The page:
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Mar 26 2015

Microsoft Plans Shedding of Internet Explorer


An era is about to end: 20 years after its initial release, Microsoft's controversial web viewer will lose its status as a default browser once Windows 10 is released over the summer.

For almost a decade, users and web developers alike have listened to rumors that up-and-coming Windows versions will no longer include Internet Explorer (IE), but a completely different browser – only to find that all 'insider reports' were nothing but hot air. This time, the rumors are the same, but the situation is different. According to a statement from Kyle Pflug, Program Manager for Project Spartan, on the official IEBlog, Microsoft's newly designed browser (screenshot above) will be "the default for all Windows 10 customers" and sport several new features like leaving annotations directly on web pages or search support from voice assistant Cortana. Web developers for their part will be happy to find that Spartan's EdgeHTML rendering engine is finally "interoperable with the modern Web" and not supposed to see any "document modes or compatibility views introduced going forward." In other words, Microsoft's next browser will look and behave more like WebKit-, Blink- or Gecko-based software, which also means it should work better on smartphones and tablet PCs. Moreover, a new piece of software that's rid of legacy code and IE-specific tweaks will be a lot easier to maintain and refine.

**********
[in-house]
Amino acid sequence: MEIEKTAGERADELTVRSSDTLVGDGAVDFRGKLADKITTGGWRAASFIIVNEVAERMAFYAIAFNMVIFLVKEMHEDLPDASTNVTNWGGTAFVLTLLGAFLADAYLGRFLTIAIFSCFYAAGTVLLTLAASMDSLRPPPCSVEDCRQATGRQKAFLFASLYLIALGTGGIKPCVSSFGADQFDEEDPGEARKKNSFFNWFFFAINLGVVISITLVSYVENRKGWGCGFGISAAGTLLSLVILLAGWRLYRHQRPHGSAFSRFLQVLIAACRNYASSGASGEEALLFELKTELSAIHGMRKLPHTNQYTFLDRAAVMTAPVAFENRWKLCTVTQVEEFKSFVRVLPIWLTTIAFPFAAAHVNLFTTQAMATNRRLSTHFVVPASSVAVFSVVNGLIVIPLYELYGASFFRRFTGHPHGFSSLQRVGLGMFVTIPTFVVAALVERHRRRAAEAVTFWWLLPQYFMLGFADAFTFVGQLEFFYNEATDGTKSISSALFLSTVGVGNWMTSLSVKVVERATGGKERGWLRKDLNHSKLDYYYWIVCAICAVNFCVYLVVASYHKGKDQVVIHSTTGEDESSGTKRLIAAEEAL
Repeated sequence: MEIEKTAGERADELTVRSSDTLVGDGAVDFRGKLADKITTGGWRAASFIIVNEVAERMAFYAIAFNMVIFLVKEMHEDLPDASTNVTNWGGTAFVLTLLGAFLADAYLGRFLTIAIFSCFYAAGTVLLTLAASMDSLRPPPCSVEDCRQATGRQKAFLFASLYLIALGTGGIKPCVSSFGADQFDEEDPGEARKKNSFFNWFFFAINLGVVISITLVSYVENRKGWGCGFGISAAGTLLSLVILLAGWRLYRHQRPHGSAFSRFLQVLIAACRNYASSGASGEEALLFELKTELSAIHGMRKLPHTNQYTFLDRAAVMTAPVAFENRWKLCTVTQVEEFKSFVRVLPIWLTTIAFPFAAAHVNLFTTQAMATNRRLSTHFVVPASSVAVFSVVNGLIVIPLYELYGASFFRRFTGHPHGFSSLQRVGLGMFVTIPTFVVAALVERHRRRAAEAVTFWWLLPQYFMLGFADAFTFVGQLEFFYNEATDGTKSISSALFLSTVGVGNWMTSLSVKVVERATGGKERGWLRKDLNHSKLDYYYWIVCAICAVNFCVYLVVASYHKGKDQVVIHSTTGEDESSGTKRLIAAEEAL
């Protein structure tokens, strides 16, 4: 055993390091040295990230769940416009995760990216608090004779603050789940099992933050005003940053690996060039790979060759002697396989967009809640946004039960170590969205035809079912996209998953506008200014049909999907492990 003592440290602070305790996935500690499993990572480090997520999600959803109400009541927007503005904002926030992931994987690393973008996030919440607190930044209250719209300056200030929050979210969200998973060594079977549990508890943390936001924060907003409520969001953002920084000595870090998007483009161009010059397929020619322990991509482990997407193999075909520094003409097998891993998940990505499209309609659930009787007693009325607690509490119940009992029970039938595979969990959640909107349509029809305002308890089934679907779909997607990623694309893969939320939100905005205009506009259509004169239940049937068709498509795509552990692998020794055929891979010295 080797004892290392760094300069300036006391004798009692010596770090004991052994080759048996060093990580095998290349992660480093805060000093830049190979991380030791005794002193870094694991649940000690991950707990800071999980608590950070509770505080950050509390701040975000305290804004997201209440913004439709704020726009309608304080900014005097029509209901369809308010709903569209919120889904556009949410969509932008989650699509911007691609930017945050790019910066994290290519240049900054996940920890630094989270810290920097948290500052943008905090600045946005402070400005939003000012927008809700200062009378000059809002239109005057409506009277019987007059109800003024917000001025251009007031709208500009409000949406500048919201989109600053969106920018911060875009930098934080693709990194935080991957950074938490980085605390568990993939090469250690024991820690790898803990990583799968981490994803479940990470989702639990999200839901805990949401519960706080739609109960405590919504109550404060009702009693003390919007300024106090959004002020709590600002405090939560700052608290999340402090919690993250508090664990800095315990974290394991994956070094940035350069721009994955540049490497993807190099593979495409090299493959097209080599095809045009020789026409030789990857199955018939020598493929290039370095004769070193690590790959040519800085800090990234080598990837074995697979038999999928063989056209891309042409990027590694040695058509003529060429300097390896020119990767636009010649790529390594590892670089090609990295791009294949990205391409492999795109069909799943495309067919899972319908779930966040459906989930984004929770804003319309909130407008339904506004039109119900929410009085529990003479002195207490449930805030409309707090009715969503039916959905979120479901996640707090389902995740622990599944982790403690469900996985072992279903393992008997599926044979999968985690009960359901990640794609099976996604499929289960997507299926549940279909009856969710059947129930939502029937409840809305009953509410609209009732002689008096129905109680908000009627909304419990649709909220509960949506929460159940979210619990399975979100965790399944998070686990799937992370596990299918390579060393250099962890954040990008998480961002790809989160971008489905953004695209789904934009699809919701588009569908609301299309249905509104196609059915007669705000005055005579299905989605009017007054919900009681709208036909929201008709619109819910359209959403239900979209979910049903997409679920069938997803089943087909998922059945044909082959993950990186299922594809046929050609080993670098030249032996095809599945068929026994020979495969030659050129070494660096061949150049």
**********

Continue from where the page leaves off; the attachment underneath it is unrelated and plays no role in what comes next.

Analysts and Microsoft critics who have previously called such a decision long overdue may now see the company back on track. But while the move is certainly a step in the right direction, it's not the coup some observers make it out to be – for various reasons. The first and most important is that despite being forced into semi-retirement, IE won't vanish from Windows 10 altogether. Instead, Redmond's next OS will ship with a version of IE11 that's practically identical with the one that currently runs on Windows 7 and 8.1. The idea here is to serve up a browser for enterprise customers that still use web and intranet applications once tailored to cope with the peculiarities of earlier IE incarnations. In fact, this type of legacy support means that companies can continue to run sites that were 'optimized' for IE 5.5, a browser whose latest stable release dates from July 2000. Whether this is really a reasonable strategy or just another way for Microsoft to outwit itself remains to be seen; technically speaking, the decision to include one legacy and one modern browser offers little incentive to move forward and might thus effectively curb the very enthusiasm the company had hoped to create with a cloud- and mobile-friendly Windows. Then again, Satya Nadella and his team appear to be very serious about cleaning out their bowser closet: as Gregg Keizer reports on, Microsoft will completely cut off support for IE versions 6 through 8 between July this year and January 2016. Starting the same month, Redmond will reduce the number of supported operating system/IE combinations to eight – namely, IE9 on Windows Vista SP2 and Windows Server 2008 SP2; IE10 on Windows Server 2012; and IE11 on Windows 7/8.1/10 and Windows Server 2008 R2 SP1/2012 R2. Even with Spartan added to the mix, this would be Microsoft's most clear-cut browser portfolio in roughly a decade – and that alone is no mean feat. In light of this, offering the above-mentioned legacy support may have more to do with building bridges than with encouraging inactivity.


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